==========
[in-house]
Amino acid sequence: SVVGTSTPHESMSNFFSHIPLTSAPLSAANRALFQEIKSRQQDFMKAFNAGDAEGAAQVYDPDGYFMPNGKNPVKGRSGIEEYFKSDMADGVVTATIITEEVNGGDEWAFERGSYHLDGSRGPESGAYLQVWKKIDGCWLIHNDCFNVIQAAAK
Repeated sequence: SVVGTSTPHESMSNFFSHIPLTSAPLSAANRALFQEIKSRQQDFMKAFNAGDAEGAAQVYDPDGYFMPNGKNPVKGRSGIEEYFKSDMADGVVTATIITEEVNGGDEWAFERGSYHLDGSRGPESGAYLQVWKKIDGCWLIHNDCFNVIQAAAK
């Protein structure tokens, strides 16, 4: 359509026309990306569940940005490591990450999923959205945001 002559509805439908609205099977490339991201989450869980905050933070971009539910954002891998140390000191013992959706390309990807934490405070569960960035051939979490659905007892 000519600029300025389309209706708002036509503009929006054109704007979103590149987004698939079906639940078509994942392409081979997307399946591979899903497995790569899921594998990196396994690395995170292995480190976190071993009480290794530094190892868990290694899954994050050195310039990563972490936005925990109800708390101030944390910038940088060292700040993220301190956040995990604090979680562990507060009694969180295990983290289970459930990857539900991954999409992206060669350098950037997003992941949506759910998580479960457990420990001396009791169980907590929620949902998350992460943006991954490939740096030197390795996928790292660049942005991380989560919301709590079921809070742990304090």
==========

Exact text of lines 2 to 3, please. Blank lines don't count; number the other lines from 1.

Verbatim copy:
Amino acid sequence: SVVGTSTPHESMSNFFSHIPLTSAPLSAANRALFQEIKSRQQDFMKAFNAGDAEGAAQVYDPDGYFMPNGKNPVKGRSGIEEYFKSDMADGVVTATIITEEVNGGDEWAFERGSYHLDGSRGPESGAYLQVWKKIDGCWLIHNDCFNVIQAAAK
Repeated sequence: SVVGTSTPHESMSNFFSHIPLTSAPLSAANRALFQEIKSRQQDFMKAFNAGDAEGAAQVYDPDGYFMPNGKNPVKGRSGIEEYFKSDMADGVVTATIITEEVNGGDEWAFERGSYHLDGSRGPESGAYLQVWKKIDGCWLIHNDCFNVIQAAAK